As the name suggests, T attenuators are used to attenuate input signals, e.g., for measurements of audio or RF (radio frequency) power amplifiers. Suppose you have two attenuators with attenuation factors A1 and A2 and you connect them in series (i.e., the output of the first attenuator is connected to the input of the second attenuator). A desirable feature for this scenario is that the overall attenuation A is equal to the product A1*A2. The condition for this to be true is that Req = RL which occurs whenever

The goal of this experiment is to design two T attenuators for a load resistance of RL = 600 ohm, one with attenuation A1 = 1/2 and one with attenuation A2 = 1/3 and then to verify that the overall attenuation is A = 1/6 when the two attenuators are used in series. Use a parameter sweep in PSpice and the following schematic to design the two T attenuators.

After you have designed your two attenuators, use PSpice to verify that their combined attenuation when they are connected in series and loaded with RL = 600 ohms is the product of the individual attenuations.

E4. LED Brake Light Design. The goal of this experiment is to design a LED replacement for the brake light of a car. The idea is to use several high intensity red LEDs in series so that they can operate from a 12V car battery.

In PSpice this LED can be modeled using the Dbreak part ("breakout diode") from the PSpice BREAKOUT library which is shown below.

After placing the part in the schematic, select it and then right-click on it as shown in the next figure.

Select "Edit PSpice Model" to see the model parameters of the Dbreak part as shown in the following snapshot of the "PSpice Model Editor"



The default settings are 1e-14 A for the reverse saturation current (Is) and 0.1 ohm for the series resistance (Rs). No explicit specification is given for the diode ideality factor (N). To model the hi intensity red LED, change the model parameters of the Dbreak part in the PSpice Model Editor using this parameters:


n = 2.11,    i0 = 3.83×10-17 A,   and   R = 2.9 ohms.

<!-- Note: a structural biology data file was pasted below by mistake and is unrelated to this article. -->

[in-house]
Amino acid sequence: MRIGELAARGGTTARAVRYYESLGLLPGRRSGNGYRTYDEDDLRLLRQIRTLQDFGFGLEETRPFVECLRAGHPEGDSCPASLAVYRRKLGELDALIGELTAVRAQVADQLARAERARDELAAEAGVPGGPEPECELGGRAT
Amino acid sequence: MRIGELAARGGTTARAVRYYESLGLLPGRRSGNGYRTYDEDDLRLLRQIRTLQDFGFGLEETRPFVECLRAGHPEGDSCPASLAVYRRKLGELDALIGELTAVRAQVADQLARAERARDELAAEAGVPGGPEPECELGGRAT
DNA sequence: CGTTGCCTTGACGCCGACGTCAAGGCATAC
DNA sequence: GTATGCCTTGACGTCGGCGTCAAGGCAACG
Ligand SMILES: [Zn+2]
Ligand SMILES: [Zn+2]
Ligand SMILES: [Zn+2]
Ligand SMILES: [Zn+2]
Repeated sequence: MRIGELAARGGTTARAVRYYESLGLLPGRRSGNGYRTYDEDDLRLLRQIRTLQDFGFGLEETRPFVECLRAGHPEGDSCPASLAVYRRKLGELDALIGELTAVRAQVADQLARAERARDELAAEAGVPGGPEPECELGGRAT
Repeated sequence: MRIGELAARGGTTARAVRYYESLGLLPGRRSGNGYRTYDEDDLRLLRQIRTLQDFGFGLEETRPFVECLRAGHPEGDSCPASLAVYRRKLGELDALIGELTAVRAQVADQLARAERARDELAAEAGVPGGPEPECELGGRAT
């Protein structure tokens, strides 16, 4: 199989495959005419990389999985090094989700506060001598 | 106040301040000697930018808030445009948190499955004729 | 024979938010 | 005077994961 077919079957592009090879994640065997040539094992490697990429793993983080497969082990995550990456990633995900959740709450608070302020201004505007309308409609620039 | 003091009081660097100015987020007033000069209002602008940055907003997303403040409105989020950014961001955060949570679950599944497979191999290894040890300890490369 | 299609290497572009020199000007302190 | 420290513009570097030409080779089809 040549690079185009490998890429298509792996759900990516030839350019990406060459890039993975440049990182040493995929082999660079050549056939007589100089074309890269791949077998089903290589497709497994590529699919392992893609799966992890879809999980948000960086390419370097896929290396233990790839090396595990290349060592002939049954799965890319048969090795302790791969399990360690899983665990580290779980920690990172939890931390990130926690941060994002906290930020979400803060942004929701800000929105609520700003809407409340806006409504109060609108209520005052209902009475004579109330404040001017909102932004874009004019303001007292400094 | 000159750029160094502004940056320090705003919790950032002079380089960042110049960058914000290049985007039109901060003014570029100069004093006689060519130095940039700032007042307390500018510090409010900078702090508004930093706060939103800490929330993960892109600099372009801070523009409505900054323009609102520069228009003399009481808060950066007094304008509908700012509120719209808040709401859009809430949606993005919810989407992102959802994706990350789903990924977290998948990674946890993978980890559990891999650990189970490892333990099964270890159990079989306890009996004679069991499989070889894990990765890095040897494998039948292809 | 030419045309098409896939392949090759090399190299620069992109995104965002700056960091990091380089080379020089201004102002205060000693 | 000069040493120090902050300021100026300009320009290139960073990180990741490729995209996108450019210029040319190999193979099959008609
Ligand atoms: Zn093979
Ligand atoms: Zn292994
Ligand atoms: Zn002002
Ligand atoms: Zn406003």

As follows:

Make an i-v plot after you changed the model parameters and compare it with the measured data given below to make sure you use the right model for the LED.

Measured (v,i) Pairs for Hi Intensity Red LED

v [V]








i [mA]








v [V]








i [mA]








For this Hi intensity LED the max forward current is 30mA.

If you are interested in what is the process to find the model parameters starting from this table, click here.

The design specifications for the red LED brake light replacement are as follows:

  1. Use as many LEDs in series as possible, while satisfying all other constraints.
  2. The nominal battery voltage of 12V can vary between 10V and 14V. The maximum current of 30 mA for the LEDs cannot be exceeded as the voltage varies over this range.
  3. Only passive components, such as a series resistor can be used for current limiting purposes.
  4. To guarantee visibility of the brake light under all conditions, the minimum current through the LEDs must be 12 mA over the range of 10V to 14V of the battery voltage.

Design a circuit that satisfies the above specifications and use PSpice to verify the correctness of your design.


4. Lab Worksheet

WARNING! Each student needs to turn in a lab worksheet. The raw measured data for each student in a lab team will be the same, but the conclusions drawn from it are individual to each partner in the team.

Click here to retrieve a copy of the LWS03.PDF

WARNING!! Raw data without any procedure or justification holds no grade value. DOCUMENT YOUR WORK PROPERLY.